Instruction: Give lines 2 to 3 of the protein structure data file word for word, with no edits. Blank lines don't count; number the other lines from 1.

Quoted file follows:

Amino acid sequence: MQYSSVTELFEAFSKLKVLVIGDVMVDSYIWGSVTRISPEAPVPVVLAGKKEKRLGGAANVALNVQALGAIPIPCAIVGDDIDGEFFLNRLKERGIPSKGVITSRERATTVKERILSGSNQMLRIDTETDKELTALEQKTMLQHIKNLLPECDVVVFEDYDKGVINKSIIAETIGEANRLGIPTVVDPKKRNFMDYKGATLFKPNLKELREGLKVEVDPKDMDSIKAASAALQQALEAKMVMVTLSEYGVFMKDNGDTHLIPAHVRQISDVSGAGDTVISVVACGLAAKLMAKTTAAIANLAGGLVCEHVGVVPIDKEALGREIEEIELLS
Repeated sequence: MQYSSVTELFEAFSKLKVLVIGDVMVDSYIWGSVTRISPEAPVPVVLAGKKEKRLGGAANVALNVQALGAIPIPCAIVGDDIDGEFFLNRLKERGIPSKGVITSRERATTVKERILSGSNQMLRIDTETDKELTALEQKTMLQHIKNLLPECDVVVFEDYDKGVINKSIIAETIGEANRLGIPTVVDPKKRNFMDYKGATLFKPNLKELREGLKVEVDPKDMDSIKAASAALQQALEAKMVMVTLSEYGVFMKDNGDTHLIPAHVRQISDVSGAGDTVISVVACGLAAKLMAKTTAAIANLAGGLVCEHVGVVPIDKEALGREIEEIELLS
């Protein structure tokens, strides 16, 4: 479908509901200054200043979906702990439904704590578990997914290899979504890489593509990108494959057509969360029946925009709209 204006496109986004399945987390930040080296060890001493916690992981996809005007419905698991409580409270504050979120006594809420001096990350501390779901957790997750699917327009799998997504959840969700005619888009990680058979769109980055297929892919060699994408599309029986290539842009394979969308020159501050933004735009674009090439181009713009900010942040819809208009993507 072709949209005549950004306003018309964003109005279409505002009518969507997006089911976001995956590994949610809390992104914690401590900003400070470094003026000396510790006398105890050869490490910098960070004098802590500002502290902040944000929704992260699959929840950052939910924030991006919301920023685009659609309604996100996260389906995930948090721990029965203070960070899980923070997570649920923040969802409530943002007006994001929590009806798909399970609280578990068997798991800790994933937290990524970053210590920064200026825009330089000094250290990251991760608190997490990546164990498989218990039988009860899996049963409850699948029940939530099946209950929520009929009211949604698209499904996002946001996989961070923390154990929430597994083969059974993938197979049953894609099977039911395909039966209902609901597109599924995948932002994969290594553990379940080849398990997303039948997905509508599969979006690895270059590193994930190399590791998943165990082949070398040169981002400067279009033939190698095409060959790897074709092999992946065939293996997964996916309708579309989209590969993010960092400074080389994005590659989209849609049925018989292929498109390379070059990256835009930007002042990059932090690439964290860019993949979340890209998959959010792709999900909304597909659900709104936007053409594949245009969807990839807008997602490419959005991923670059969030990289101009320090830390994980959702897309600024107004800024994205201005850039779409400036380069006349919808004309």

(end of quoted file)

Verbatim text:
Repeated sequence: MQYSSVTELFEAFSKLKVLVIGDVMVDSYIWGSVTRISPEAPVPVVLAGKKEKRLGGAANVALNVQALGAIPIPCAIVGDDIDGEFFLNRLKERGIPSKGVITSRERATTVKERILSGSNQMLRIDTETDKELTALEQKTMLQHIKNLLPECDVVVFEDYDKGVINKSIIAETIGEANRLGIPTVVDPKKRNFMDYKGATLFKPNLKELREGLKVEVDPKDMDSIKAASAALQQALEAKMVMVTLSEYGVFMKDNGDTHLIPAHVRQISDVSGAGDTVISVVACGLAAKLMAKTTAAIANLAGGLVCEHVGVVPIDKEALGREIEEIELLS
């Protein structure tokens, strides 16, 4: 479908509901200054200043979906702990439904704590578990997914290899979504890489593509990108494959057509969360029946925009709209 204006496109986004399945987390930040080296060890001493916690992981996809005007419905698991409580409270504050979120006594809420001096990350501390779901957790997750699917327009799998997504959840969700005619888009990680058979769109980055297929892919060699994408599309029986290539842009394979969308020159501050933004735009674009090439181009713009900010942040819809208009993507 072709949209005549950004306003018309964003109005279409505002009518969507997006089911976001995956590994949610809390992104914690401590900003400070470094003026000396510790006398105890050869490490910098960070004098802590500002502290902040944000929704992260699959929840950052939910924030991006919301920023685009659609309604996100996260389906995930948090721990029965203070960070899980923070997570649920923040969802409530943002007006994001929590009806798909399970609280578990068997798991800790994933937290990524970053210590920064200026825009330089000094250290990251991760608190997490990546164990498989218990039988009860899996049963409850699948029940939530099946209950929520009929009211949604698209499904996002946001996989961070923390154990929430597994083969059974993938197979049953894609099977039911395909039966209902609901597109599924995948932002994969290594553990379940080849398990997303039948997905509508599969979006690895270059590193994930190399590791998943165990082949070398040169981002400067279009033939190698095409060959790897074709092999992946065939293996997964996916309708579309989209590969993010960092400074080389994005590659989209849609049925018989292929498109390379070059990256835009930007002042990059932090690439964290860019993949979340890209998959959010792709999900909304597909659900709104936007053409594949245009969807990839807008997602490419959005991923670059969030990289101009320090830390994980959702897309600024107004800024994205201005850039779409400036380069006349919808004309």